Handling varying amounts of missing data when classifying mental-health risk levels

Sherine Nagy Saleh*, Christopher D. Buckingham

*Corresponding author for this work

Research output: Chapter in Book/Report/Conference proceedingConference contribution

Abstract

One of the main challenges of classifying clinical data is determining how to handle missing features. Most research favours imputing of missing values or neglecting records that include missing data, both of which can degrade accuracy when missing values exceed a certain level. In this research we propose a methodology to handle data sets with a large percentage of missing values and with high variability in which particular data are missing. Feature selection is effected by picking variables sequentially in order of maximum correlation with the dependent variable and minimum correlation with variables already selected. Classification models are generated individually for each test case based on its particular feature set and the matching data values available in the training population. The method was applied to real patients' anonymous mental-health data where the task was to predict the suicide risk judgement clinicians would give for each patient's data, with eleven possible outcome classes: zero to ten, representing no risk to maximum risk. The results compare favourably with alternative methods and have the advantage of ensuring explanations of risk are based only on the data given, not imputed data. This is important for clinical decision support systems using human expertise for modelling and explaining predictions.

Original languageEnglish
Title of host publicationInnovation in Medicine and healthcare 2014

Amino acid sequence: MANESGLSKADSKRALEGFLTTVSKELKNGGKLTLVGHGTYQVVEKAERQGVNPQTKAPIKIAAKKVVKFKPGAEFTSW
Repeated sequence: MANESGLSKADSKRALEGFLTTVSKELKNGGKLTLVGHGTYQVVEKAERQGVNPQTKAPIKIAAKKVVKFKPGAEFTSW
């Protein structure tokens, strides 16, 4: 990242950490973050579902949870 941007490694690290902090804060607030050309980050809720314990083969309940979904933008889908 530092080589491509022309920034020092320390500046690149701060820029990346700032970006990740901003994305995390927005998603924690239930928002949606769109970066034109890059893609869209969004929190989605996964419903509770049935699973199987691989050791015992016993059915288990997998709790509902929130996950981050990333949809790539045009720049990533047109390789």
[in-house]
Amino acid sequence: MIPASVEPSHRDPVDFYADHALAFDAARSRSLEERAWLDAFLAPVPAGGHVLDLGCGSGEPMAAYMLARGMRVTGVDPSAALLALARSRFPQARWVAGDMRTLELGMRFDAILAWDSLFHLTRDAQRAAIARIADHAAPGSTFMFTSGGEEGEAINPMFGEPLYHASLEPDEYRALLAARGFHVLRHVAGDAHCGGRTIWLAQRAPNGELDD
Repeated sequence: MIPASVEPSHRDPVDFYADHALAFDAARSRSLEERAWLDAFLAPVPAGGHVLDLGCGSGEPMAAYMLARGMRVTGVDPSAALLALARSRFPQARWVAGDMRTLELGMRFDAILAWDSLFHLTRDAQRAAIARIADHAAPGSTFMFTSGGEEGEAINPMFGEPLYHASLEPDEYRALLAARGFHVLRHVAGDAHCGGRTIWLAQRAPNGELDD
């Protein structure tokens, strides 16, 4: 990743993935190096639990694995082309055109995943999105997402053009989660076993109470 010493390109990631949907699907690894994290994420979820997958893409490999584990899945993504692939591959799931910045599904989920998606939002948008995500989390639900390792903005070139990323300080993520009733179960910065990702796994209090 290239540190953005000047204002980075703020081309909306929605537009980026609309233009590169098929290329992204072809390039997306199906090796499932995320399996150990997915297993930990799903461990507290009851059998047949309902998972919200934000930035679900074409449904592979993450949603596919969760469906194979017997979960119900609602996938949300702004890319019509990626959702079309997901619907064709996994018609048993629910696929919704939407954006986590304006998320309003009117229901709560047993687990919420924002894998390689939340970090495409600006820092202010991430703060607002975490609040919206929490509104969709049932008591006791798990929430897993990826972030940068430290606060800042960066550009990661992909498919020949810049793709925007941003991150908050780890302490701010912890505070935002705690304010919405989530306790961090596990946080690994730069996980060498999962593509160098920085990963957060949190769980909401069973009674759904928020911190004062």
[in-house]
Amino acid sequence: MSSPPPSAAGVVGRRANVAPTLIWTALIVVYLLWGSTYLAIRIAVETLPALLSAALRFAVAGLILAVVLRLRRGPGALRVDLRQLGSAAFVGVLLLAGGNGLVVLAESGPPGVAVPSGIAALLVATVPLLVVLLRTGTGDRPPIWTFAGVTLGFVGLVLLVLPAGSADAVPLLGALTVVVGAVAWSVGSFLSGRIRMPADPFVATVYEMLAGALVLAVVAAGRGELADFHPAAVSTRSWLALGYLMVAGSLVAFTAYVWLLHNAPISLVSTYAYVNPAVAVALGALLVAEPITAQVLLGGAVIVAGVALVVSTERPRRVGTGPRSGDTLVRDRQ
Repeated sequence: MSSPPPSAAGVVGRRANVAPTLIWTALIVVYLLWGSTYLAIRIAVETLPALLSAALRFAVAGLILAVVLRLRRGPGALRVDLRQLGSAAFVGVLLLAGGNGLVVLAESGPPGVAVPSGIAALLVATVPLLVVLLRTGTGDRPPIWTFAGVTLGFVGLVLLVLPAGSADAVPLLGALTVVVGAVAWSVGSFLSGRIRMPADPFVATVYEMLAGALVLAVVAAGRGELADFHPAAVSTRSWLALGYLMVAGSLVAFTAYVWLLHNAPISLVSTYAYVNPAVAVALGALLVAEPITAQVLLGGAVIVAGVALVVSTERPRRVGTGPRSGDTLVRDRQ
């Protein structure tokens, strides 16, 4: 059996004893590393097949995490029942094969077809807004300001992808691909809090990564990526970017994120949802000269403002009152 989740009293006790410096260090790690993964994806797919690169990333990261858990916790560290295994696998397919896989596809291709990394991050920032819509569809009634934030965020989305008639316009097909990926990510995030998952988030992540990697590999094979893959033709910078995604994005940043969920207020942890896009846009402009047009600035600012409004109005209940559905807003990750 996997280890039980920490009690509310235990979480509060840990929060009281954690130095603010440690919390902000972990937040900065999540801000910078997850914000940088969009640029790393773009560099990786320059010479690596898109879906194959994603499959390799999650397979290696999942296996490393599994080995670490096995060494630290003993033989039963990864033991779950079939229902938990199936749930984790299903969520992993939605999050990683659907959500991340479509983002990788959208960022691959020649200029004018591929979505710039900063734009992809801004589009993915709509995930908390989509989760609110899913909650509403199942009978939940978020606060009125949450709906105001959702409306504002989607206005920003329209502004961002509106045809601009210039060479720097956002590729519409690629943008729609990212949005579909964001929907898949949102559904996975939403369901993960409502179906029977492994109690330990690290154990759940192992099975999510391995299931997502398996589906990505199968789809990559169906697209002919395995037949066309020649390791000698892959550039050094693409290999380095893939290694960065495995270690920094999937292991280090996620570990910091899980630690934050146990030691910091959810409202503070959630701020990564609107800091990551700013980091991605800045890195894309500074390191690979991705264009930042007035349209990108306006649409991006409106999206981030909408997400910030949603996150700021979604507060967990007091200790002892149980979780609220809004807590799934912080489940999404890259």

EditorsManuel Graña, Carlos Toro, Robert J. Howlett, Lakhmi C. Jain
PublisherIOS
Pages92-101
Number of pages10
ISBN (Electronic)978-1-61499-474-9
ISBN (Print)978-1-61499-473-2
DOIs
Publication statusPublished - 31 Dec 2014
Event2nd KES international conference on Innovation in Medicine and healthcare - San Sebastian, Spain
Duration: 9 Jul 201411 Jul 2014

Publication series

NameStudies in health technology and informatics
PublisherIOP Press
Volume207
ISSN (Print)0926-9630
ISSN (Electronic)1879-8365

Conference

Conference2nd KES international conference on Innovation in Medicine and healthcare
Abbreviated titleInMed-14
CountrySpain
CitySan Sebastian
Period9/07/1411/07/14

Keywords

  • correlation
  • feature selection
  • mental health
  • missing data
  • partial correlation
  • risk prediction

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  • Research Output

    • 2 Conference contribution

    Representing human expertise by the OWL web ontology language to support knowledge engineering in decision support systems

    Ramzan, A., Wang, H. & Buckingham, C., 1 Jan 2014, Innovation in Medicine and healthcare 2014. Graña, M., Toro, C., Howlett, R. J. & Jain, L. C. (eds.). IOS, p. 290-299 10 p. (Studies in health technology and informatics; vol. 207).

    Research output: Chapter in Book/Report/Conference proceedingConference contribution

  • Understanding data collection behaviour of mental health practitioners

    Rezaei-Yazdi, A. & Buckingham, C. D., 31 Dec 2014, Innovation in Medicine and healthcare 2014. Graña, M., Toro, C., Howlett, R. J. & Jain, L. C. (eds.). IOS, p. 193-202 10 p. (Studies in health technology and informatics; vol. 207).

    Research output: Chapter in Book/Report/Conference proceedingConference contribution

  • Cite this

    Saleh, S. N., & Buckingham, C. D. (2014). Handling varying amounts of missing data when classifying mental-health risk levels. In M. Graña, C. Toro, R. J. Howlett, & L. C. Jain (Eds.), Innovation in Medicine and healthcare 2014 (pp. 92-101). (Studies in health technology and informatics; Vol. 207). IOS. https://doi.org/10.3233/978-1-61499-474-9-92